'I thought I was going to be a better player by changing my swing a little bit and that hasn't worked,' said Fulke. 'The feelings I used to have on the course haven't been there. So this week I went back to what I used to do. I am hitting the ball really nicely. All my feelings and the focus I used to have are back. And my putting has come back as well this week.'
 
Howell mixed in two birdies and a bogey on the front nine. He ran off three birdies in a four-hole stretch from the 13th to get to 12-under and solo first. He cost himself a share of the lead with a bogey at the 17th.
 
Lane was steady during his bogey-free round. He birdied the third, then ran off nine consecutive pars. He closed with four birdies over the final six holes to gain a share of second.
 
Stephen Gallacher and Raphael Jacquelin share seventh place at 10-under-par 206. Jose Maria Olazabal, Marcel Siem and Jose Manuel Lara are one stroke further back at minus-9.
 
Eric Chaudouet, a French amateur who shared the first-round lead, came back with a 3-under 69 to climb to 4-under-par 212 after surviving on the cut line of minus-1.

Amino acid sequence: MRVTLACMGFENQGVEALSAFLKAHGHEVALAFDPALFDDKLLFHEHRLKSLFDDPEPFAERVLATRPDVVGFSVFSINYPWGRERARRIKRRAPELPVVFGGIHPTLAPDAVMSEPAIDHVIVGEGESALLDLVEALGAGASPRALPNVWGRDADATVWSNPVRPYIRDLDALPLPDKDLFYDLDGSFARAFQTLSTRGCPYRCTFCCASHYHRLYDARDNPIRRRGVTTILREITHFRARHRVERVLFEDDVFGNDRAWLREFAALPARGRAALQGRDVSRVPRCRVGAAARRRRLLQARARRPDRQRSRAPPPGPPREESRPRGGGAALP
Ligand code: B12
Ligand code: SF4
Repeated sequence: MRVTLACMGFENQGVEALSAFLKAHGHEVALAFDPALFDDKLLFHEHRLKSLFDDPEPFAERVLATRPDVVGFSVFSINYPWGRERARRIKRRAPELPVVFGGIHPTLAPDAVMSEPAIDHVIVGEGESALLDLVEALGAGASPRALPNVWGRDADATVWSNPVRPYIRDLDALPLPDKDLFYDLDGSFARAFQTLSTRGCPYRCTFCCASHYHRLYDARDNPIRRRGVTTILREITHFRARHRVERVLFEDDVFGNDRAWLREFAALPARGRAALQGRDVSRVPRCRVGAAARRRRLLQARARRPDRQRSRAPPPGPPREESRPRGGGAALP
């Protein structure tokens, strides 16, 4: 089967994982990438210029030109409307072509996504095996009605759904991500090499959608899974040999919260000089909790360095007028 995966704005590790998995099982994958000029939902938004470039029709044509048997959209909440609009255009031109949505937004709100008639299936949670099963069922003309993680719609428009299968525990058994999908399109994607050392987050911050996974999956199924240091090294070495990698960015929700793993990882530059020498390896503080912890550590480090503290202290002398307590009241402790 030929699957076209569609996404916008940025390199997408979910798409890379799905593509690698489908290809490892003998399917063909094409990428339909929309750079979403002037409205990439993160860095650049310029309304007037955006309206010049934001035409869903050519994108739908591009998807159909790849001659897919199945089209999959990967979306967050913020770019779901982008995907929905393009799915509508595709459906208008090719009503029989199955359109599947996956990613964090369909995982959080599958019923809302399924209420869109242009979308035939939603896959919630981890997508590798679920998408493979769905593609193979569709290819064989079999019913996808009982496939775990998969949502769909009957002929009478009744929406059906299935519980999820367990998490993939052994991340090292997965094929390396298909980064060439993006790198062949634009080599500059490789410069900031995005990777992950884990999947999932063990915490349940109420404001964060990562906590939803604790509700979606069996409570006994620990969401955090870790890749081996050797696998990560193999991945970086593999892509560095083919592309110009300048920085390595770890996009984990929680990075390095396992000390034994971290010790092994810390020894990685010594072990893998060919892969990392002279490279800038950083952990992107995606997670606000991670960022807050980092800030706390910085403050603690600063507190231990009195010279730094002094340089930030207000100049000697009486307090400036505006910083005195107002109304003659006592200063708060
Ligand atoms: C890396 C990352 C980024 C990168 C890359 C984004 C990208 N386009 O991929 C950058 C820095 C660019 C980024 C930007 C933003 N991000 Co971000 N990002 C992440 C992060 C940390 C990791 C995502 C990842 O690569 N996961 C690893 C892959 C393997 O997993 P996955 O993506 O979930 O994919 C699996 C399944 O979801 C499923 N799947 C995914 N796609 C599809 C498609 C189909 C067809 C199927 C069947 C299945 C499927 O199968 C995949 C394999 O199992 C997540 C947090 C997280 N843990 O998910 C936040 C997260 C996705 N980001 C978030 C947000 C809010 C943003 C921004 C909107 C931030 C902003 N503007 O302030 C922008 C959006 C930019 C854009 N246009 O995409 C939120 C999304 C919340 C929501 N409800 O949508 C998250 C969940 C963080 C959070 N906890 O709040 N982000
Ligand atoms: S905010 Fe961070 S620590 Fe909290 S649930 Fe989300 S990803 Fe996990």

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    Ortiz takes Web.com Tour clubhouse lead in Bahamas

    By Golf Channel DigitalJanuary 16, 2018, 2:19 am

    Former Web.com Tour Player of the Year Carlos Ortiz shot a bogey-free, 4-under-par 68 Monday to take the clubhouse lead in The Bahamas Great Exuma Classic at Sandals Emerald Bay.

    Four other players - Lee McCoy, Brandon Matthews, Sung Jae Im and Mark Anderson - were still on the course and tied with Ortiz at 6-under 210 when third-round play was suspended by darkness at 5:32 p.m. local time. It is scheduled to resume at 7:15 a.m. Tuesday.

    Ortiz, a 26-year-old from Guadalajara, Mexico, is in search of his fourth Web.com Tour victory. In 2014, the former University of North Texas standout earned a three-win promotion on his way to being voted Web.com Tour Player of the Year.

    McCoy, a 23-year-old from Dunedin, Fla., is looking to become the first player to earn medalist honors at Q-School and then win the opening event of the season.

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    Randall's Rant: Can we please have some rivalries?

    By Randall MellJanuary 16, 2018, 12:00 am

    Memo to the golf gods:

    If you haven’t finalized the fates of today’s stars for the new year, could we get you to deliver what the game has lacked for so long?

    Can we get a real, honest-to-goodness rivalry?

    It’s been more than two decades since the sport has been witness to one.

    With world No. 1 Dustin Johnson and former world No. 1 Rory McIlroy at the Abu Dhabi HSBC Championship this week, an early-season showdown would percolate hope that this year might be all about rivalries.